In order to get an accurate estimate on pricing, it’s best to get a quote from a reputable insurance company. Below we’ve highlighted a few of our trusted partners who offer coverage for permanent makeup and microblading businesses:
|Provider||General Liability||Professional Liability||Business Owner's Policy|
Business Insurance and Coronavirus
COVID-19 has had a major impact on the personal care industry because offering these services requires close contact with clients. Permanent makeup artists may be forced to stop working due to lockdowns and could be unsure about how their business insurance will handle this situation. It’s important to understand that you cannot purchase a new policy to cover coronavirus-related losses that have already occurred; insurance policies will not cover losses that have already been discovered.
In the majority of cases, business interruption insurance policies you have in effect will not cover losses caused by coronavirus. While there are a number of ongoing court cases, it remains to be seen if courts will rule in favor of small businesses over the insurers. Business interruption policies typically only cover losses caused by a direct physical loss or damage, like a fire or theft. Some business interruption policies will include coverage for losses caused by “communicable or infectious diseases,” but this is rare.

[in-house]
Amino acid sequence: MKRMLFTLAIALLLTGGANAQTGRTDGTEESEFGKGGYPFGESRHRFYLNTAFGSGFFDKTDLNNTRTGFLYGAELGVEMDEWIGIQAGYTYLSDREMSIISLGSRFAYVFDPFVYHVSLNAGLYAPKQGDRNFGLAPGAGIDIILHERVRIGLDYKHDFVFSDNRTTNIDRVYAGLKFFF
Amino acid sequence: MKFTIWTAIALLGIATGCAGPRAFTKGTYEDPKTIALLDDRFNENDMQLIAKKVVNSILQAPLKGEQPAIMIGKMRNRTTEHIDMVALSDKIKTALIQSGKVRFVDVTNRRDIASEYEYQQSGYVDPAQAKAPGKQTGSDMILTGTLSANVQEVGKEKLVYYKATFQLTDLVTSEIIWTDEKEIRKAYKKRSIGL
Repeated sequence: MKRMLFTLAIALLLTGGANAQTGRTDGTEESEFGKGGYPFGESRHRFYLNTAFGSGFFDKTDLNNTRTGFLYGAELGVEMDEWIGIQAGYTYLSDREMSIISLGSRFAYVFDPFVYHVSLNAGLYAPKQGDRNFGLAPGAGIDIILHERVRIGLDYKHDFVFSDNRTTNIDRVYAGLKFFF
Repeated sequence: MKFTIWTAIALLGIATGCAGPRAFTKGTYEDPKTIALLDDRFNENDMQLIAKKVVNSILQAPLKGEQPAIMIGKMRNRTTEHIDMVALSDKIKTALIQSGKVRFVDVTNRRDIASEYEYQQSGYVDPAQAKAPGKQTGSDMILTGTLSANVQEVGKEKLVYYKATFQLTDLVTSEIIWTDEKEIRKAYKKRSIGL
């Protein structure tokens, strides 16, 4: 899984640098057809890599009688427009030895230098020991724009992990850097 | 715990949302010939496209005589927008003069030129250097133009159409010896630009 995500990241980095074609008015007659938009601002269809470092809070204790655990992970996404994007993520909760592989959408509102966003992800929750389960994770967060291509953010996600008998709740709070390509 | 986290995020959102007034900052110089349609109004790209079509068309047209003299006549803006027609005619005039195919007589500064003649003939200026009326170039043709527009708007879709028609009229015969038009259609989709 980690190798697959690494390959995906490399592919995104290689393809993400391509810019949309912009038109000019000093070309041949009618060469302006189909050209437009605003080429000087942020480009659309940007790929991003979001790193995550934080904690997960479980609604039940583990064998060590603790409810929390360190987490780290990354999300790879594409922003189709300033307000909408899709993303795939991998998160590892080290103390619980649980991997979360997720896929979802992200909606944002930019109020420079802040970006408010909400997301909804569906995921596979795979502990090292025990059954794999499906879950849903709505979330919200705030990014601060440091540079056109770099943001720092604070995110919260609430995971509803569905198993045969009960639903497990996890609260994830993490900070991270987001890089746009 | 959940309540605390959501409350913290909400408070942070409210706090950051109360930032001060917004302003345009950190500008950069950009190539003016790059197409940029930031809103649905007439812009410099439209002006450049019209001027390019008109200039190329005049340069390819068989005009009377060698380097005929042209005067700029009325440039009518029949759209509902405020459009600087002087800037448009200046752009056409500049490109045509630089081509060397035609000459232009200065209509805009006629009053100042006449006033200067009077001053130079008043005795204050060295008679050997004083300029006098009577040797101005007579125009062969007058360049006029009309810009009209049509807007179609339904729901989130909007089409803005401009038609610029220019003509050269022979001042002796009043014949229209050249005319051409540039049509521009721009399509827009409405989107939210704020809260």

How workers’ compensation insurance handles coronavirus cases varies widely depending on the state. If you have employees who contract coronavirus on the job, they may be eligible for workers’ compensation payments in some states.
If your business continues operating and a client or other third party sues you claiming that they contracted coronavirus after visiting your business, some commercial general liability policies will provide coverage, depending on your individual policy and the laws of your state.
Consult our FAQ on coronavirus and business insurance for more information.
As a permanent makeup artist, it’s critical that you prepare your business for adverse events. Although you can take steps to ensure that your services are safe and your clients are happy, it’s impossible to control every event that could lead to a lawsuit or other disaster. With the right insurance coverage, you can feel confident in the knowledge that if a catastrophe does occur, you will have the financial support you need to survive it.